Results A total of 80 women were included in the study, 40 in each group. There was no significant difference in scores of perineal pain and edema between the groups with or without cryotherapy until 24 hours after childbirth. There was no difference between groups when accomplished repeated measures analysis over the 24 hours after delivery, considering the median perineal pain (p = 0.3) and edema (p = 0.9). Perineal cryotherapy did not influence the amount of analgesics used (p = 0.07) and no adverse effect was registered.

Conclusion The use of cryotherapy following normal vaginal delivery within the concept of humanized minimally interventionist childbirth had no effect on perineal pain and edema, since it was already substantially lower, nor the need for pain medicaments.


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Resumo

Introdução Revisões sistemáticas que avaliam a crioterapia perineal para redução da dor no pós-parto por via vaginal são inconclusivas.

Objetivo Avaliar a efetividade clínica da crioterapia para controlar a dor e o edema perineais após parto vaginal humanizado.

Métodos Ensaio clínico (n° UTN: U1111–1131–8433) randomizado controlado duplo-cego, realizado em uma maternidade no Nordeste do Brasil. Incluíram-se mulheres após parto vaginal humanizado, de gestação única, cefálica, a termo, e foram excluídas aquelas com lesão perineal prévia, episiotomia no parto atual, parto instrumental e hemorragia perineal ativa. O grupo experimental foi submetido a seis aplicações de bolsa de gelo triturado na região do períneo, por 20 minutos, reduzindo a temperatura entre 10 e 15°C, com 60 minutos entre as aplicações. O grupo sem crioterapia recebeu uma bolsa de água, que não reduzia a temperatura a esse nível, respeitando o mesmo protocolo de aplicação do primeiro grupo. A monitorização da temperatura perineal foi realizada nos minutos zero, 10 e 20 de aplicação, em ambos os grupos. Para determinar a associação entre as variáveis, foram realizadas avaliações imediatamente antes e após as aplicações e 24 horas após o parto.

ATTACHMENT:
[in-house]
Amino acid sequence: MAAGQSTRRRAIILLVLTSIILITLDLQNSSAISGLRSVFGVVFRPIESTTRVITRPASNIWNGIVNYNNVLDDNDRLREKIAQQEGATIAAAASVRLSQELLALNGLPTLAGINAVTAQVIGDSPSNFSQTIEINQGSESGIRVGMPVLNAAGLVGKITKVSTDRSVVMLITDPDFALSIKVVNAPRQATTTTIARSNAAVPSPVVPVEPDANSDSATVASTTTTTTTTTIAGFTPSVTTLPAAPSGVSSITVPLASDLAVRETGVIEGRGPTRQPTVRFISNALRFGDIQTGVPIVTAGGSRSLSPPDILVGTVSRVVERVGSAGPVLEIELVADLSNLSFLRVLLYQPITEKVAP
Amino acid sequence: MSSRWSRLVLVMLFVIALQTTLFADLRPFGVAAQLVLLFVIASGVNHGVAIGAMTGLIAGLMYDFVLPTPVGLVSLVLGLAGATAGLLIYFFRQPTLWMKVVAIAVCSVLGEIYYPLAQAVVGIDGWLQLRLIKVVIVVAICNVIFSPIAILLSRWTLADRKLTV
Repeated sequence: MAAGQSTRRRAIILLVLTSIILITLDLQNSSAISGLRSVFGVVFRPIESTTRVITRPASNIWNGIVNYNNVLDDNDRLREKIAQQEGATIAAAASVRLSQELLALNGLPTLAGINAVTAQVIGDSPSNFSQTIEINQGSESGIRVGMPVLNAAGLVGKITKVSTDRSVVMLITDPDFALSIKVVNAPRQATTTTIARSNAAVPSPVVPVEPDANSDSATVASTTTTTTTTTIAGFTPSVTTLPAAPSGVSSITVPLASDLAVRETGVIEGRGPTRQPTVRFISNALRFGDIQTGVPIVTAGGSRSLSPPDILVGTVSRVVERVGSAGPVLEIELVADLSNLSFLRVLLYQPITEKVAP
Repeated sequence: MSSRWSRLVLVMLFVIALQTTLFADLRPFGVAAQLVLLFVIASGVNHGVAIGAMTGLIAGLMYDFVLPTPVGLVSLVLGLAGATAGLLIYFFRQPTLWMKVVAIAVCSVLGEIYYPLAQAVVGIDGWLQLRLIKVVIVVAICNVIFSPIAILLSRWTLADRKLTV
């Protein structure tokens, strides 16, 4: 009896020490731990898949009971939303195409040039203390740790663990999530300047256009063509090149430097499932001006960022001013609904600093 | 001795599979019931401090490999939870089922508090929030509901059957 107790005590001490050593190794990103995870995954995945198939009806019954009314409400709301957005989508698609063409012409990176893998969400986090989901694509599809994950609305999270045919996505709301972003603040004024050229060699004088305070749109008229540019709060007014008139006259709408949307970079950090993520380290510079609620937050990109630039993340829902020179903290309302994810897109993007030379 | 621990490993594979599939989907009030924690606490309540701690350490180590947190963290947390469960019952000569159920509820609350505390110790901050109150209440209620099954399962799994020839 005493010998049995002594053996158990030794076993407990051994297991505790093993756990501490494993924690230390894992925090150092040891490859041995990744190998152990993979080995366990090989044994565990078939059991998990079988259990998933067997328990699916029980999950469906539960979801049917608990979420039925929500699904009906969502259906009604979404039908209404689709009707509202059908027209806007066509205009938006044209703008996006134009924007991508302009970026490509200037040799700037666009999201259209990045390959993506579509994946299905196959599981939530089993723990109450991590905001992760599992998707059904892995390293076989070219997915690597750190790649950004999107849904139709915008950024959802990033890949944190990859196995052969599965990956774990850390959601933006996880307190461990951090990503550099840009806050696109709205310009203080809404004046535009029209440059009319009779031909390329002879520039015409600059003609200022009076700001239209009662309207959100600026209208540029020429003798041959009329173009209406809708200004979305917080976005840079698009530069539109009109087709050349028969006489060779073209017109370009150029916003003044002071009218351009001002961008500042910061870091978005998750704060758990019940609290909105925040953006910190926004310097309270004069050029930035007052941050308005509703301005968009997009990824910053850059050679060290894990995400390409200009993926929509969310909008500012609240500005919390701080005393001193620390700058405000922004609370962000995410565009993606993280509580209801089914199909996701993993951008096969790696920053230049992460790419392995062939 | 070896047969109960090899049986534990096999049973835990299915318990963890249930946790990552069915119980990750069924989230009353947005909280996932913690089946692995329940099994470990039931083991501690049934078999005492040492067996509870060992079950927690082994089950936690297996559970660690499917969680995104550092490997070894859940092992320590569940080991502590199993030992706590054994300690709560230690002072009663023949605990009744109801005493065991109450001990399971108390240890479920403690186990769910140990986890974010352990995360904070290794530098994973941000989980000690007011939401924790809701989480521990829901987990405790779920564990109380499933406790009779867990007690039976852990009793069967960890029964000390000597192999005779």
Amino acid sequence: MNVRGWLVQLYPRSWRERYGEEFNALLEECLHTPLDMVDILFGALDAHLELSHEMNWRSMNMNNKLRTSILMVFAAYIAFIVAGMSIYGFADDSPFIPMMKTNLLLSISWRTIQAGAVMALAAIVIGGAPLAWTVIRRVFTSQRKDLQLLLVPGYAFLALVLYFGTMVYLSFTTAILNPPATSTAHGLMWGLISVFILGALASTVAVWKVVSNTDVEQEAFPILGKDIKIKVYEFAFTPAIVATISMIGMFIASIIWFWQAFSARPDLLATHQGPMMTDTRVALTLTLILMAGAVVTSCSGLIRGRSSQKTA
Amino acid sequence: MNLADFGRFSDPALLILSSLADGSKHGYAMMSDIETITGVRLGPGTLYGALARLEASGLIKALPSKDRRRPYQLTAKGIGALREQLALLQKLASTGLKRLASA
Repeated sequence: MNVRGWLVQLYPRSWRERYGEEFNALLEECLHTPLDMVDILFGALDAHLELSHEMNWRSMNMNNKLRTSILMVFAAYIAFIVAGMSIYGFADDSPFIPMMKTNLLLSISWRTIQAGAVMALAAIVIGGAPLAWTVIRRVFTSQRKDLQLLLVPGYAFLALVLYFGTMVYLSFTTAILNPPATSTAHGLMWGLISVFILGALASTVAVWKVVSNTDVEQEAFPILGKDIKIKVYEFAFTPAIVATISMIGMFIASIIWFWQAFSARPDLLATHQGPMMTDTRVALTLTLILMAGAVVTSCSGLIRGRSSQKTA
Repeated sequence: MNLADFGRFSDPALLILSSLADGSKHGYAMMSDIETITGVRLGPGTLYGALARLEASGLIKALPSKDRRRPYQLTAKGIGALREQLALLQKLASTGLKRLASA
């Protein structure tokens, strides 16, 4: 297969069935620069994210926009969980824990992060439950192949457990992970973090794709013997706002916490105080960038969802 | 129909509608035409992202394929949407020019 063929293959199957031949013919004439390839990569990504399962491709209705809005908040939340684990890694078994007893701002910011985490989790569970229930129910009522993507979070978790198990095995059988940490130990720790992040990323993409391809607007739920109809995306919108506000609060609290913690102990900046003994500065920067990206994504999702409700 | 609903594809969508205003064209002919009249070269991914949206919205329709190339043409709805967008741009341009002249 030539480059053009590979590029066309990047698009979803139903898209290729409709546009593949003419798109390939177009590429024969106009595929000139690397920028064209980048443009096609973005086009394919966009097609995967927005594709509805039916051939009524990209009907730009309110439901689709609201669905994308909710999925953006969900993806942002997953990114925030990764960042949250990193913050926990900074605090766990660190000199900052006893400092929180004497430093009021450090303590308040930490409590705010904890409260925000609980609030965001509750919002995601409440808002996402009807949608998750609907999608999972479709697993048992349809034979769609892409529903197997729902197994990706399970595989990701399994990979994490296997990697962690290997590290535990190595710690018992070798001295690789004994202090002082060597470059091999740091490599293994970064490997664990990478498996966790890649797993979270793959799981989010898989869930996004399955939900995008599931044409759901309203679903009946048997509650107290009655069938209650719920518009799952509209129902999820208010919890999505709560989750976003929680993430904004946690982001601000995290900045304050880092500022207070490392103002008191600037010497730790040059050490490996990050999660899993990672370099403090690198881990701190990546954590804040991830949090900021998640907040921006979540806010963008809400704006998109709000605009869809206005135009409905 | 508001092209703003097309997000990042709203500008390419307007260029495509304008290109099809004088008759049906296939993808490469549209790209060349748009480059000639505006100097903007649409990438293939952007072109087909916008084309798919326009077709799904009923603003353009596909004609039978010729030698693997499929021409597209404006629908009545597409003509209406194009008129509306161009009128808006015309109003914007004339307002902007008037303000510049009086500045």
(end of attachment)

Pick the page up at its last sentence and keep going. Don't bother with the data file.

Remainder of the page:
Resultados Foram incluídas 80 puérperas no estudo, sendo 40 em cada grupo. Não houve diferença significativa para os escores de dor e edema perineais entre os grupos com ou sem crioterapia até 24 horas após o parto. Não houve diferença entre os grupos quando realizada análise de medidas repetidas em todas as avaliações, considerando a mediana dos escores de dor (p = 0,3) e edema (p = 0,9) perineais. A crioterapia perineal não influenciou na quantidade de analgésicos utilizados (p = 0,07) e nenhum efeito adverso foi registrado.

Conclusões A utilização da crioterapia após parto vaginal humanizado, minimamente intervencionista, não modifica escores de dor e edema perineais, por já serem, substancialmente, baixos, tampouco altera a necessidade de medicamentos analgésicos.


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Introduction

One of the most frequent complaints reported by puerperae after vaginal deliveries is perineal pain. Prevalence studies indicate that this is one of the worst outcomes on the first postpartum day, and that it may be present in > 88% of puerperae.[1] [2] A report from a Chinese study suggests that one of the greatest long-term concerns is continuous pain in the perineal region after a vaginal delivery.[3] Thus, many effective alternatives designed to minimize this complaint have been studied.